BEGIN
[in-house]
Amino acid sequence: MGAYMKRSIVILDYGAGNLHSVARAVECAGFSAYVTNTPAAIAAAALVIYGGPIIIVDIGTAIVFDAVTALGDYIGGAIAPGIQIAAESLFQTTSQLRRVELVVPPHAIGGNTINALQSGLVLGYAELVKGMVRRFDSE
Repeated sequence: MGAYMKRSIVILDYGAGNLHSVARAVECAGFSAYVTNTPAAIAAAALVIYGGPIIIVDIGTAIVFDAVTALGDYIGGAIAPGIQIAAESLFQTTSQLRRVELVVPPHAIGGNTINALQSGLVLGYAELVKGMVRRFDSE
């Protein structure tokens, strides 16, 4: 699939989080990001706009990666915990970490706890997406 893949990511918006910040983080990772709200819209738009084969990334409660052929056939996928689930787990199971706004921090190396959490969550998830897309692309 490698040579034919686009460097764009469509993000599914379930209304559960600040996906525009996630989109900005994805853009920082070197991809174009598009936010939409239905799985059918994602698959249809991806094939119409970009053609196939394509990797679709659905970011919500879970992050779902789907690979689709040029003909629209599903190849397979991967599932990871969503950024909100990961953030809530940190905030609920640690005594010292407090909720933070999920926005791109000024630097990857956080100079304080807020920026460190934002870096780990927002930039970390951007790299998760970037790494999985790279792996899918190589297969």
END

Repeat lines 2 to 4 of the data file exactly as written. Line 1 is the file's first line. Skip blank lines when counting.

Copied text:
Amino acid sequence: MGAYMKRSIVILDYGAGNLHSVARAVECAGFSAYVTNTPAAIAAAALVIYGGPIIIVDIGTAIVFDAVTALGDYIGGAIAPGIQIAAESLFQTTSQLRRVELVVPPHAIGGNTINALQSGLVLGYAELVKGMVRRFDSE
Repeated sequence: MGAYMKRSIVILDYGAGNLHSVARAVECAGFSAYVTNTPAAIAAAALVIYGGPIIIVDIGTAIVFDAVTALGDYIGGAIAPGIQIAAESLFQTTSQLRRVELVVPPHAIGGNTINALQSGLVLGYAELVKGMVRRFDSE
């Protein structure tokens, strides 16, 4: 699939989080990001706009990666915990970490706890997406 893949990511918006910040983080990772709200819209738009084969990334409660052929056939996928689930787990199971706004921090190396959490969550998830897309692309 490698040579034919686009460097764009469509993000599914379930209304559960600040996906525009996630989109900005994805853009920082070197991809174009598009936010939409239905799985059918994602698959249809991806094939119409970009053609196939394509990797679709659905970011919500879970992050779902789907690979689709040029003909629209599903190849397979991967599932990871969503950024909100990961953030809530940190905030609920640690005594010292407090909720933070999920926005791109000024630097990857956080100079304080807020920026460190934002870096780990927002930039970390951007790299998760970037790494999985790279792996899918190589297969």